Friday, 29 April 2016

Laremy Tunsil Falls in N.F.L. Draft After Apparent Drug Video Surfaces

It was the bong hit that sent N.F.L. teams running.

Minutes before the N.F.L. draft was scheduled to begin Thursday night, a video was posted on the Twitter account of a highly touted offensive lineman from the University of Mississippi who was projected to be one of the top picks. The video appeared to show the player, Laremy Tunsil, inhaling what might have been marijuana through a bong that was attached to a gas mask.

It was unclear when the video was recorded. No matter, the damage was swift and highly visible for Tunsil: He was in a draft free fall, passed over by each of the first 12 teams. Finally, with the 13th pick in the first round, Tunsil was selected by the Miami Dolphins. Dolphins General Manager Chris Grier said the team had been aware of the video’s existence well before the draft and said it was two years old.

The video probably cost Tunsil millions of dollars. The No. 1 pick in this draft is projected to receive a contract worth more than $25 million. The deal for a No. 13 pick will be about $12 million.

The video, and Tunsil’s Twitter account, @kingtunsil78, were quickly deleted. Later, the account was restored and Tunsil posted an apology. Several other Twitter users managed to grab the video before it was deleted.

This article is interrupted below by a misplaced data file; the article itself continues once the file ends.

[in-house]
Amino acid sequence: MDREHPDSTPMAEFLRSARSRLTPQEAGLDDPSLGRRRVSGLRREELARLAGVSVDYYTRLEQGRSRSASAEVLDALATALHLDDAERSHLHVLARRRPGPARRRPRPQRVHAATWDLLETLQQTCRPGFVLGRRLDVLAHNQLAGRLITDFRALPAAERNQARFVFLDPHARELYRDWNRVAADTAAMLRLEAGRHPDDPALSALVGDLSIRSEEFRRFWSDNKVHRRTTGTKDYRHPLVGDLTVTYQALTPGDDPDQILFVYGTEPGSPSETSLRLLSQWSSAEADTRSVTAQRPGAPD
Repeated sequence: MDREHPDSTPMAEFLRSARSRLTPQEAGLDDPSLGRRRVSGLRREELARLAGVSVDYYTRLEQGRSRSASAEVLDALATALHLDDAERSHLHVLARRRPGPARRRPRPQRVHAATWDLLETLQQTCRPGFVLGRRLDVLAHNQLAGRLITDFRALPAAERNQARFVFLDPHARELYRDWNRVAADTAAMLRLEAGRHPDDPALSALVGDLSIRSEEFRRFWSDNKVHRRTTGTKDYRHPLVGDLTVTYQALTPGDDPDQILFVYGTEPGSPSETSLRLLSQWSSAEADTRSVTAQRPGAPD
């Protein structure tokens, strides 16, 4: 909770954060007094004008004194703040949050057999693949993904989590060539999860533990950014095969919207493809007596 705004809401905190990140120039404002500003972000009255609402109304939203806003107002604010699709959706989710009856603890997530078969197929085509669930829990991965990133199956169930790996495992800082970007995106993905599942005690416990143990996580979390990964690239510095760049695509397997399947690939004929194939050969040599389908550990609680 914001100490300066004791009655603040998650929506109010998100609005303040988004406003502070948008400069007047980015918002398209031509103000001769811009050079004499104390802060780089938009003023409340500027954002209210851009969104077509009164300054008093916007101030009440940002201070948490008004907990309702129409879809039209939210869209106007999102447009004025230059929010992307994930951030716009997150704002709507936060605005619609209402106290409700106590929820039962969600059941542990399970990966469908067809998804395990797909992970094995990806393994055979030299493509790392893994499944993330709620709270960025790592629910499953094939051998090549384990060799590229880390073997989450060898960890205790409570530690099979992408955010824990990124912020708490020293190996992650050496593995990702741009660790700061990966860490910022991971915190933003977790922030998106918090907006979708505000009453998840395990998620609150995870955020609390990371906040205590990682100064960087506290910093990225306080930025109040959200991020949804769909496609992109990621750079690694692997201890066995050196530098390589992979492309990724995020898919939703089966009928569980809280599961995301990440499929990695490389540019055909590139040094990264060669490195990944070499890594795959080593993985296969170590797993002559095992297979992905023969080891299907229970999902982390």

Mississippi Coach Hugh Freeze, at the draft with Tunsil, said Tunsil was at the center of some “unfortunate events” but “I assure you that’s not who he is.”

Yet around the time Tunsil was selected by the Dolphins, two sets of text messages were posted to his Instagram account. They showed what appeared to be exchanges between Tunsil and an athletics official at Mississippi, in which Tunsil asked for help paying bills.

Asked about it by reporters after being selected, Tunsil seemed to confirm taking money from a coach. “I’d have to say yeah,” he said.

Tunsil, a 6-foot-5, 310-pound offensive lineman who left college after his junior season, was widely considered the best offensive tackle in the draft. But two players at his position went ahead of him — Ronnie Stanley at No. 6 and Jack Conklin at No. 8.

After being selected, Tunsil told ESPN: “It’s a blessing just to be a part of the N.F.L. You go through adversity in life. It’s what you overcome.”

Asked about the video, he said: “I just know I got hacked. We’re going to try to find out who did it.”

Almost every year a high-profile player or two is drafted lower than expected, often because of perceived character issues. Wide receiver Randy Moss fell to No. 21 in the 1998 draft, then went on to become a star in the league. Quarterback Johnny Manziel dropped to No. 22 in 2014; he flopped with the Browns.

Tunsil was sued this week by his stepfather, who alleged domestic violence and defamation. The two have had other legal battles. Tunsil also missed seven games last year after being suspended by the N.C.A.A. over receiving impermissible benefits.

Off-field issues do not always hurt players’ stock. Last year, Jameis Winston, who had faced accusations of rape and theft while in college at Florida State, was taken with the No. 1 overall pick by the Tampa Bay Buccaneers. Winston emphatically denied the rape accusations.

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